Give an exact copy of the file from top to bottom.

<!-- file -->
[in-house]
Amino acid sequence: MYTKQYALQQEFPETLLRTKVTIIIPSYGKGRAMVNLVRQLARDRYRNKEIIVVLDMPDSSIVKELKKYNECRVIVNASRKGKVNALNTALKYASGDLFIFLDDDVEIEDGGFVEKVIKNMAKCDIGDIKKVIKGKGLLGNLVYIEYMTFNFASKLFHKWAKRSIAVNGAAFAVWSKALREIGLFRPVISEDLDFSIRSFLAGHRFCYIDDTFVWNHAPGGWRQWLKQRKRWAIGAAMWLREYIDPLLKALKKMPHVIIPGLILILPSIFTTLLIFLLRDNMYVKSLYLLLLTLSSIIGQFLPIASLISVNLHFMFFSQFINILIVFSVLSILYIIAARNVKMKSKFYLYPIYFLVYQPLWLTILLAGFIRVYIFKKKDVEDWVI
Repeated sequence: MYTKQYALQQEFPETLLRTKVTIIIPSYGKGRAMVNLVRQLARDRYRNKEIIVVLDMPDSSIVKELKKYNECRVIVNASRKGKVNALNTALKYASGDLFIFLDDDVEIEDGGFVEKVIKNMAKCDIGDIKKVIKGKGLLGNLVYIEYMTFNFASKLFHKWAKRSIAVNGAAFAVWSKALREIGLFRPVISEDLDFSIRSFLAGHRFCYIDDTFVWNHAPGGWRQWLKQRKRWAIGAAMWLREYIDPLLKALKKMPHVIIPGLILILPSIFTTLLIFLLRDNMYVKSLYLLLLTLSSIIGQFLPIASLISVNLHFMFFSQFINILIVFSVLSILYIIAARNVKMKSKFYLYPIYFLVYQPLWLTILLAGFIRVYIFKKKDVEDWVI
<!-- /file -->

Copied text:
[in-house]
Amino acid sequence: MYTKQYALQQEFPETLLRTKVTIIIPSYGKGRAMVNLVRQLARDRYRNKEIIVVLDMPDSSIVKELKKYNECRVIVNASRKGKVNALNTALKYASGDLFIFLDDDVEIEDGGFVEKVIKNMAKCDIGDIKKVIKGKGLLGNLVYIEYMTFNFASKLFHKWAKRSIAVNGAAFAVWSKALREIGLFRPVISEDLDFSIRSFLAGHRFCYIDDTFVWNHAPGGWRQWLKQRKRWAIGAAMWLREYIDPLLKALKKMPHVIIPGLILILPSIFTTLLIFLLRDNMYVKSLYLLLLTLSSIIGQFLPIASLISVNLHFMFFSQFINILIVFSVLSILYIIAARNVKMKSKFYLYPIYFLVYQPLWLTILLAGFIRVYIFKKKDVEDWVI
Repeated sequence: MYTKQYALQQEFPETLLRTKVTIIIPSYGKGRAMVNLVRQLARDRYRNKEIIVVLDMPDSSIVKELKKYNECRVIVNASRKGKVNALNTALKYASGDLFIFLDDDVEIEDGGFVEKVIKNMAKCDIGDIKKVIKGKGLLGNLVYIEYMTFNFASKLFHKWAKRSIAVNGAAFAVWSKALREIGLFRPVISEDLDFSIRSFLAGHRFCYIDDTFVWNHAPGGWRQWLKQRKRWAIGAAMWLREYIDPLLKALKKMPHVIIPGLILILPSIFTTLLIFLLRDNMYVKSLYLLLLTLSSIIGQFLPIASLISVNLHFMFFSQFINILIVFSVLSILYIIAARNVKMKSKFYLYPIYFLVYQPLWLTILLAGFIRVYIFKKKDVEDWVI